Updated Apr 8, 2019

Secretary of Homeland Security Kirstjen Nielsen resigns

Homeland Security Secretary Kirstjen Nielsen. Photo: Jim Watson/AFP/Getty Images

Department of Homeland Security Secretary Kirstjen Nielsen has resigned, President Trump tweeted Sunday.

"Secretary of Homeland Security Kirstjen Nielsen will be leaving her position, and I would like to thank her for her service. I am pleased to announce that Kevin McAleenan, the current U.S. Customs and Border Protection Commissioner, will become Acting Secretary for @DHSgov. I have confidence that Kevin will do a great job!"

Behind the scenes: A source close to DHS told Axios that Nielsen would be having a showdown with the president on Sunday night.

  • "Frustrations were building on both sides," the source said. "She was undercut at every turn. She's done everything she can do. The White House is eating their own."

CBS' Paula Reid reported earlier Sunday that Nielsen was "expected to resign" in her meeting with Trump that night, but Trump's ambiguous wording reflects the predictably messy end to this relationship, which was formalized in a meeting in the White House residence.

  • It may well be that Nielsen was the one who formally resigned — but the formalities don't really matter. Trump has wanted Nielsen gone for months because he believes she's "weak" on immigration, per multiple sources with direct knowledge of the president's thinking.

The big picture: It's been a tortured relationship from the beginning, with Trump blaming Nielsen for every problem at the southern border and for the recent spike in families coming from Northern Triangle countries. Trump has long felt that Nielsen isn't "tough enough" when it comes to defending the border and kicking illegal immigrants out of the U.S., according to sources who've discussed the subject with the president.

During her tenure, Nielsen was put in the position of having to defend the Trump administration's zero tolerance policy that resulted in thousands of migrant children being separated from their families, for which she was often maligned in the media and by Democratic lawmakers.

  • In January, Sen. Jeff Merkley (D-Ore.) formally requested that the FBI investigate whether Nielsen lied under oath when she told Congress in December 2018, "We've never had a policy for family separation."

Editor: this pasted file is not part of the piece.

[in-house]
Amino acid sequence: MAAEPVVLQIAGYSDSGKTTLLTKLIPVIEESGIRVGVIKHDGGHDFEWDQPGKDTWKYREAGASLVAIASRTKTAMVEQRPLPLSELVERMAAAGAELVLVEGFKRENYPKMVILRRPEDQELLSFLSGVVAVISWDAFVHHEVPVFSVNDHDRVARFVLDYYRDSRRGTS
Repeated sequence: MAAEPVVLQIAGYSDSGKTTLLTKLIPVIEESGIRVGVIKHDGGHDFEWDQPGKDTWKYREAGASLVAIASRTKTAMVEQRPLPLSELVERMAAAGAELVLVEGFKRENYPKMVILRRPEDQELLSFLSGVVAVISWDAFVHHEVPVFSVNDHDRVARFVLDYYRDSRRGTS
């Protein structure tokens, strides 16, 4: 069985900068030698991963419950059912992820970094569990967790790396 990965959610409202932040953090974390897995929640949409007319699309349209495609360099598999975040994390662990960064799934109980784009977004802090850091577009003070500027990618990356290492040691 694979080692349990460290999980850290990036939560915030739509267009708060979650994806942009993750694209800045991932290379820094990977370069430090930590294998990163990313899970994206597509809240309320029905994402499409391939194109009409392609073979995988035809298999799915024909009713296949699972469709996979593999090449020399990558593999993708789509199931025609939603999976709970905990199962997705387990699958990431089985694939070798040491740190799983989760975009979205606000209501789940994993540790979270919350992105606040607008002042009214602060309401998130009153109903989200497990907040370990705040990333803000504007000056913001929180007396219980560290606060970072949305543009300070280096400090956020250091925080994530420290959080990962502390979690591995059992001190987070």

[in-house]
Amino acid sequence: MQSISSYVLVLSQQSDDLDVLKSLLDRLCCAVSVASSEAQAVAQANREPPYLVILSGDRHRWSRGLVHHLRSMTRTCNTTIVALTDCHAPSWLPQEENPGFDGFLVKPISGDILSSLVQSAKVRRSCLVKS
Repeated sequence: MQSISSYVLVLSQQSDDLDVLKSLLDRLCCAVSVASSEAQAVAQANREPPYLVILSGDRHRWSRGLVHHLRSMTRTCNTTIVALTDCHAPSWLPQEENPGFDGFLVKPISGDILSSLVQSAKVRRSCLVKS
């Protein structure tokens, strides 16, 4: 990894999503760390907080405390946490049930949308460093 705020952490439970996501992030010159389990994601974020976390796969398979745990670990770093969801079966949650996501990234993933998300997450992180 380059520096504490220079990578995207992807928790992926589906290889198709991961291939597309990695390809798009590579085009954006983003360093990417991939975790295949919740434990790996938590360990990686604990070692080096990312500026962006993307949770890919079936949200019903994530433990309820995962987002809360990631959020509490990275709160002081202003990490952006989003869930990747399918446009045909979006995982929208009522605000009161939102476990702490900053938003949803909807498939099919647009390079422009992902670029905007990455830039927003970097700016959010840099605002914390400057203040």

The latest: Nielsen said in a tweet Sunday night she had agreed to stay on as homeland security secretary until Wednesday "to assist with an orderly transition and ensure that key DHS missions are not impacted."

Go deeper:

Go deeper

The cost of going after Bloomberg

Illustration: Eniola Odetunde/Axios

Here's the growing dilemma for 2020 Democrats vying for a one-on-one showdown with frontrunner Bernie Sanders: Do they have the guts — and the money — to first stop Mike Bloomberg?

Why it matters: Joe Biden, Pete Buttigieg, Amy Klobuchar and Elizabeth Warren all must weigh the costs of punching Bloomberg where he looks most vulnerable: stop-and-frisk, charges of sexism, billionaire entitlement. The more zealous the attacks, the greater the risk he turns his campaign ATM against them.

How Trump’s economy stacks up

Source: "Presidents and US Economy", Trump figures through 2019 courtesy of Alan Blinder; Note: Data shows real GDP and Q1 growth in each term is attributed to the previous president; Chart: Axios Visuals

Average economic growth under President Trump has outpaced the growth under Barack Obama, but not all of his recent predecessors.

Why it matters: GDP is the most comprehensive economic scorecard — and something presidents, especially Trump, use as an example of success. And it's especially relevant since Trump is running for re-election on his economic record.

Coronavirus cases rise as 14 American evacuees infected

Data: The Center for Systems Science and Engineering at Johns Hopkins, the CDC, and China's NHC; Note: China refers to mainland China and the Diamond Princess is the cruise ship offshore Yokohama, Japan. Map: Danielle Alberti/Axios

14 Americans evacuated from the Diamond Princess cruise ship tested positive for the novel coronavirus before being flown in a "specialist containment" on a plane repatriating U.S. citizens back home, the U.S. government said early Monday.

The big picture: COVID-19 has now killed at least 1,770 people and infected almost 70,000 others. Most cases and all but five of the deaths have occurred in mainland China. Taiwan confirmed its first death on Sunday, per multiple reports, in a 61-year-old man with underlying health conditions. Health officials were investigating how he became ill.

Go deeperArrowUpdated 5 hours ago - Health